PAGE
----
5 Reasons to Take Up a Sport in Retirement
When you picture your retirement, it probably looks like stress-free relaxation. One of the best parts of retirement is not having to work. However, it does not mean you should stop working your body. According to the Centers for Disease Control and Prevention (CDC), 60% of senior citizens ages 65-74 are not physically active.
If you take up a sport in retirement, you will benefit not only your health but also your joints, bones and social life. Here are the top five reasons to take up a sport in retirement.
1. Improve cognitive function
Cognitive function declines as you age. However, physical exercise can reduce cognitive decline when you participate in sports in your golden years. Studies have shown that any physical activity can improve mental speed, attention, and working memory.
When you play a sport, you are not only exercising your muscles and joints but also your mind. For example, racquetball is a sport where you focus on serving a ball to hit a wall. Racquetball improves cognitive function by enhancing hand-eye coordination, which helps improve balance. When your balance improves, it will help prevent falls, which are common for senior citizens.
When you are active in sports, many changes happen in your brain. For example, endorphins are released, which are strong chemicals that energizes you and makes you feel more happy and content. Sports really can change your mindset in a positive way.
2. Sustain a healthy weight
Obesity is a common problem for senior citizens. Obesity contributes to diabetes, arthritis, and respiratory disease. Losing weight is much harder for seniors, so reversing obesity can be challenging. That’s where sports come in.
When you play a sport a few times a week, you help maintain a healthy weight. Sports with high endurance levels, such as swimming or jogging, are ideal sports to help manage weight.
Cardiovascular sports work your entire body, which is what you want. Low-impact sports are a good choice for seniors and typically do not require lots of equipment. For example, many seniors enjoy swimming because you only need a swimsuit, goggles, and access to a pool.
3. Increase bone density
When you age, it’s common to lose muscle mass and bone mineral density over time. When you reach age 50, it happens more quickly. Osteoporosis is a common health condition among seniors. Osteoporosis causes your bones to become fragile and weak, which could lead to a fracture. Sometimes seniors don’t know they have osteoporosis until they experience a break.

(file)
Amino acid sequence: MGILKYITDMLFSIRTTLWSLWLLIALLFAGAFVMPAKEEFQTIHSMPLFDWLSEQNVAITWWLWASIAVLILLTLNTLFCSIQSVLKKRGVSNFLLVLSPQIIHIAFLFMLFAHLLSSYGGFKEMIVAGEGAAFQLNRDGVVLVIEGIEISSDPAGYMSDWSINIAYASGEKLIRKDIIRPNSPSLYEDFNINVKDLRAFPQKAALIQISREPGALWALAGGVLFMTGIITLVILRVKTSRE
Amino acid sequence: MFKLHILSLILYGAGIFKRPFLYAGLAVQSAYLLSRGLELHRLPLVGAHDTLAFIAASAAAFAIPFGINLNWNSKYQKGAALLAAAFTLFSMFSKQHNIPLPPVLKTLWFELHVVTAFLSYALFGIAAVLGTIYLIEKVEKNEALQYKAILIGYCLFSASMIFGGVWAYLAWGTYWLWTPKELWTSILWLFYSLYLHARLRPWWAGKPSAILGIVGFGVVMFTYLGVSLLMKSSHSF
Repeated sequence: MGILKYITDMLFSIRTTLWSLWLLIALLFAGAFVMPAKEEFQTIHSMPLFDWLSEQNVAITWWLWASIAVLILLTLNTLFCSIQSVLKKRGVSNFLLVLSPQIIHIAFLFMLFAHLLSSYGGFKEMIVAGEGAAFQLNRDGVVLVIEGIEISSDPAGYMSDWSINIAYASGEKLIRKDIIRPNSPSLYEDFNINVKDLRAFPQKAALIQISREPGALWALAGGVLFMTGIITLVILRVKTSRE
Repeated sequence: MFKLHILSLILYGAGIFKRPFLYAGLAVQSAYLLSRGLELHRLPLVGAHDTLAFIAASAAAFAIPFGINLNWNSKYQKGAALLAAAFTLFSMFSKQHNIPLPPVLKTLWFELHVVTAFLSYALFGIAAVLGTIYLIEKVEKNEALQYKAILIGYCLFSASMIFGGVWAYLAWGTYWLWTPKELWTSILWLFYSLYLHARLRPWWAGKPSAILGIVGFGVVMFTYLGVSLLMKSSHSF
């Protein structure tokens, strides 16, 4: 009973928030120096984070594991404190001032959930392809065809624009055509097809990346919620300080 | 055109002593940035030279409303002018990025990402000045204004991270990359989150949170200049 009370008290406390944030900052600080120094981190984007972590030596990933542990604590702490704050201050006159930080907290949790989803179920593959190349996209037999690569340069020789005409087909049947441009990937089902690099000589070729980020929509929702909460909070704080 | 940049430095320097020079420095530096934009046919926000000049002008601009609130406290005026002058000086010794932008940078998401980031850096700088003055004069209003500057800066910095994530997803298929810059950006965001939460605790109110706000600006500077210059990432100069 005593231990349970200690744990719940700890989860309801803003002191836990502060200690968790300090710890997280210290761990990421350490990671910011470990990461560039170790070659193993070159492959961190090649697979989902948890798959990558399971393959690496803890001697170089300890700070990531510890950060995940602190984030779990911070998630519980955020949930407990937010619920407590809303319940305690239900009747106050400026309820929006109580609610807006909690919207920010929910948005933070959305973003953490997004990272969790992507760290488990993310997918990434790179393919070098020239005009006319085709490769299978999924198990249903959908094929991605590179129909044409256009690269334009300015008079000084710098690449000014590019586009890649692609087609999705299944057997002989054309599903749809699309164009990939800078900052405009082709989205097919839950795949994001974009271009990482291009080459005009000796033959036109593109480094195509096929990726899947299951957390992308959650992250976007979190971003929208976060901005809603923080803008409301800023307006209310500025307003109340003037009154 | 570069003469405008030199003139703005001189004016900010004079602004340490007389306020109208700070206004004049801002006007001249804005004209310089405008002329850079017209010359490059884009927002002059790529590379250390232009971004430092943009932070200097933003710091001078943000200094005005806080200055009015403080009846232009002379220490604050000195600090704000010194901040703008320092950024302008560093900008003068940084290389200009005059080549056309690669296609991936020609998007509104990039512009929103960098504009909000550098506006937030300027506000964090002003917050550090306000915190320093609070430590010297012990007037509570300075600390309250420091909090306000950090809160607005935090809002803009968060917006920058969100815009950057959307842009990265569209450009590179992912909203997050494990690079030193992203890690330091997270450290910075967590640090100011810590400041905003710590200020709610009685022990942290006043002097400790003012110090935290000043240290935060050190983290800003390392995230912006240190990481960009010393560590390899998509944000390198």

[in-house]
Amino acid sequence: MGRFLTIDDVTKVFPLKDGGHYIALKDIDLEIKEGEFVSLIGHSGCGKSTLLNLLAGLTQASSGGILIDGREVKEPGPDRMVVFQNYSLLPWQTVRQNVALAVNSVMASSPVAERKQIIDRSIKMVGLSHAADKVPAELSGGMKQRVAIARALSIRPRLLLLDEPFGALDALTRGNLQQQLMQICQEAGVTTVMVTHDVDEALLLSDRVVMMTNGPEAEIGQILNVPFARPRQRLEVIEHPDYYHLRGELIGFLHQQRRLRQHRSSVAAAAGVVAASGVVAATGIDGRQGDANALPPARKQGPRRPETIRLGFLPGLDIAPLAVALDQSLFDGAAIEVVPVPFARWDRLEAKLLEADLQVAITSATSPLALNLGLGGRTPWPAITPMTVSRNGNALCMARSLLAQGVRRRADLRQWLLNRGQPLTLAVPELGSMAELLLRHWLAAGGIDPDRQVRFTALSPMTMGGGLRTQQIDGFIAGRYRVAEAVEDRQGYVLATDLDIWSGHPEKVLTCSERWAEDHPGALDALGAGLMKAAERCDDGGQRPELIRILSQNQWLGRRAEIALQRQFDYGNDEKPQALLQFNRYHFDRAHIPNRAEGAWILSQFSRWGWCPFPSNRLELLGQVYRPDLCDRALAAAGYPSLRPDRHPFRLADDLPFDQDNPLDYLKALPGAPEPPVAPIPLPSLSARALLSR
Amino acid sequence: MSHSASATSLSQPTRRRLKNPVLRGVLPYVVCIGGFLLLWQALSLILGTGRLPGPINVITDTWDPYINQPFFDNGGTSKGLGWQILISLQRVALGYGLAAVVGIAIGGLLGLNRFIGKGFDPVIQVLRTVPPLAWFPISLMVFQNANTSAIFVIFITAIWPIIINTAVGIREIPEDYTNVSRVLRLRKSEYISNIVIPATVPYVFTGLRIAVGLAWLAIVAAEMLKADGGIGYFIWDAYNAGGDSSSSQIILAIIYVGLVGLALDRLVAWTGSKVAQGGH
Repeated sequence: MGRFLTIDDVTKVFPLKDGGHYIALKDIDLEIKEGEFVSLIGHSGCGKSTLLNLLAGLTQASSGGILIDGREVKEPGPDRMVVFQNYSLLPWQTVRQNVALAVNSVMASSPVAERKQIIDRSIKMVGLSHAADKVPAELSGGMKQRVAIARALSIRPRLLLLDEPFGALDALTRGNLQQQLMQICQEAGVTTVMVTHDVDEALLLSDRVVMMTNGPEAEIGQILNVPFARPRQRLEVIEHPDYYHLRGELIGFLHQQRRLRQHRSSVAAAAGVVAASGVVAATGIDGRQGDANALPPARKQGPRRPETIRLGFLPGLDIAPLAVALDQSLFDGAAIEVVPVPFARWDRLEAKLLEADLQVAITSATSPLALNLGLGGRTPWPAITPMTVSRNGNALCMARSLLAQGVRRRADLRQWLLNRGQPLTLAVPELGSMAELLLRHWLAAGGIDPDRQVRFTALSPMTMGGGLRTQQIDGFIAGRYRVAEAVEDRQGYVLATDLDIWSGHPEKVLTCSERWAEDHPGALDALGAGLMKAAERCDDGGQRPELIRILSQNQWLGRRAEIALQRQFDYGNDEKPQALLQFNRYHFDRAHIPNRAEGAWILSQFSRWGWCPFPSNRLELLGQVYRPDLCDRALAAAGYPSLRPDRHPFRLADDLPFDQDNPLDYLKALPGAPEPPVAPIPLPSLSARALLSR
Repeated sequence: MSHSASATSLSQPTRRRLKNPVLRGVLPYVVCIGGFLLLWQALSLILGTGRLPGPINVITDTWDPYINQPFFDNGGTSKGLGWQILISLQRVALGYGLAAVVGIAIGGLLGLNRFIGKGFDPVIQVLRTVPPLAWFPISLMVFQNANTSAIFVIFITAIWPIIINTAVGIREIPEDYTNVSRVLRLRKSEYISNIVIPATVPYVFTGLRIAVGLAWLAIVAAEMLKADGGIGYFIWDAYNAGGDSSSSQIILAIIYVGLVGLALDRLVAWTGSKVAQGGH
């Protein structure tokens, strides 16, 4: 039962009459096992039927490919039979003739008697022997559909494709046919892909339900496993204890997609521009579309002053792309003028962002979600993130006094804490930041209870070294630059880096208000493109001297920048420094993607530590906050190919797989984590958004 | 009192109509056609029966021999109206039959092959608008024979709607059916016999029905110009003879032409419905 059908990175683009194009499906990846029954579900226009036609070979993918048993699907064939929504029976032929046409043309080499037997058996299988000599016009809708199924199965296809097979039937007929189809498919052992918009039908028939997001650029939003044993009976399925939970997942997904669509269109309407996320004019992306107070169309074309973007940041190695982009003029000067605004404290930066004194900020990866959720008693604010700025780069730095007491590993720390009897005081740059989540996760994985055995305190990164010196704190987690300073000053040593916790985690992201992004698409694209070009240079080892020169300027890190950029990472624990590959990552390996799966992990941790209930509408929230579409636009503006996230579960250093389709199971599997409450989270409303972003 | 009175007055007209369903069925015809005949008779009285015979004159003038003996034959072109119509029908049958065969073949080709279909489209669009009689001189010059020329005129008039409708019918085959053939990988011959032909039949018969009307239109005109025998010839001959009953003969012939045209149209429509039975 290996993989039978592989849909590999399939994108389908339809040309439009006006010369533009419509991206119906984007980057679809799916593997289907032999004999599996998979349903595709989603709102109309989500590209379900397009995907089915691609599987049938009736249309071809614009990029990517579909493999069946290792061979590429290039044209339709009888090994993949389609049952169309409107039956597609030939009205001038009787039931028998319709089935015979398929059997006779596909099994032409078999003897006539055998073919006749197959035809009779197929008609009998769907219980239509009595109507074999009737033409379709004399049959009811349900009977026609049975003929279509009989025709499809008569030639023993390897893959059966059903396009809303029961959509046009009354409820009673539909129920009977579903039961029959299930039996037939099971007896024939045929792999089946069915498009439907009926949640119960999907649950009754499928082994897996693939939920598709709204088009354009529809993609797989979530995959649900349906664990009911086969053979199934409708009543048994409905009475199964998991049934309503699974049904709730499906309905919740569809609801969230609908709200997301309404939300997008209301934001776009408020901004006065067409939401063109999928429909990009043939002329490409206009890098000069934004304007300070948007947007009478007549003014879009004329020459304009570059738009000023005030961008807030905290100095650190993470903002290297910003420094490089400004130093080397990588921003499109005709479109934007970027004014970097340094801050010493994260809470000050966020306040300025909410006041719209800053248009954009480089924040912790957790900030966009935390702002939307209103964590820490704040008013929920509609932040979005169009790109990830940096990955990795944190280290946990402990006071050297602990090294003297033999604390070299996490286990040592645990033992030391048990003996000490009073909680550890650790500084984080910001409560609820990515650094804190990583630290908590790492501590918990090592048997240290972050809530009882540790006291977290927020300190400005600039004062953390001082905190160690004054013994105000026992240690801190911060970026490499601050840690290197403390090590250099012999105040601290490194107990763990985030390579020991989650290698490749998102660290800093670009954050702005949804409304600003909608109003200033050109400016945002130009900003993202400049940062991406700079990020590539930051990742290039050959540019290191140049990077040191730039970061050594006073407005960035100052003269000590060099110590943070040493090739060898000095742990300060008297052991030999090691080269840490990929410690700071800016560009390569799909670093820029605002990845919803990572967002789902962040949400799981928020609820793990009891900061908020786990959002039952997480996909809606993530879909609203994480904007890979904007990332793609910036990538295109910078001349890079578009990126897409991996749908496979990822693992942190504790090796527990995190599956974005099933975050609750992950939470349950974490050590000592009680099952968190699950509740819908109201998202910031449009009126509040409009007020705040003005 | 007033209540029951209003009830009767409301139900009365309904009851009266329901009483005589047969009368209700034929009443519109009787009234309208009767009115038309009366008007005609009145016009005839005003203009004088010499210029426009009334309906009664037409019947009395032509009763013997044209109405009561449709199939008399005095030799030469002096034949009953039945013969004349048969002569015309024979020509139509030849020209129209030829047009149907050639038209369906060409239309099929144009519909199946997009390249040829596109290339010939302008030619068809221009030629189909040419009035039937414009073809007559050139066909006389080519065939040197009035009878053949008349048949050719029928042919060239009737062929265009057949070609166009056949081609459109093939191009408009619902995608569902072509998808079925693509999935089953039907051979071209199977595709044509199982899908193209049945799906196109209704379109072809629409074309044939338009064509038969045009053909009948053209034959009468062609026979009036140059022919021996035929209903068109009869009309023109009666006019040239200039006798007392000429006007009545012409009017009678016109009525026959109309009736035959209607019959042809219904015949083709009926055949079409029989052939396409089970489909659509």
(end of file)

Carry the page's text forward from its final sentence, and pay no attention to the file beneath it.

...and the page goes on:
Sports are a way to help strengthen your bone density. Many seniors enjoy tennis as it is fun to play, and it targets the cardiovascular system. Tennis is not only a great workout, but it improves muscle mass and bone density. Tennis is a weight-bearing sport that strengthens your bones, joints, and muscles.
4. Improve heart health
Sports can also strengthen your heart. A common disease found among senior citizens is cardiovascular disease. When you play an aerobic sport, your chances of cardiovascular disease can potentially decrease.
Cardio exercise helps your heart push out more blood, which allows your heart rate to slow and maintain healthy blood pressure.
5. Have an active social life
According to Walker Methodist, when seniors connect with friends, their brain health can increase while the risk of dementia decreases. When you surround yourself with people your age and play a sport together, you are more likely to play with that group regularly.
One study found that cognitive function declines 70% more slowly when individuals have frequent social interactions than with little social interaction. Sports can help create a more positive outlook on life and create a healthy mind and body.
When you play a sport in retirement, you are benefiting your body and your mind. There are many senior citizen recreational centers – visit one today and see if there are any sports you would be interested in and watch it positively change your life and body.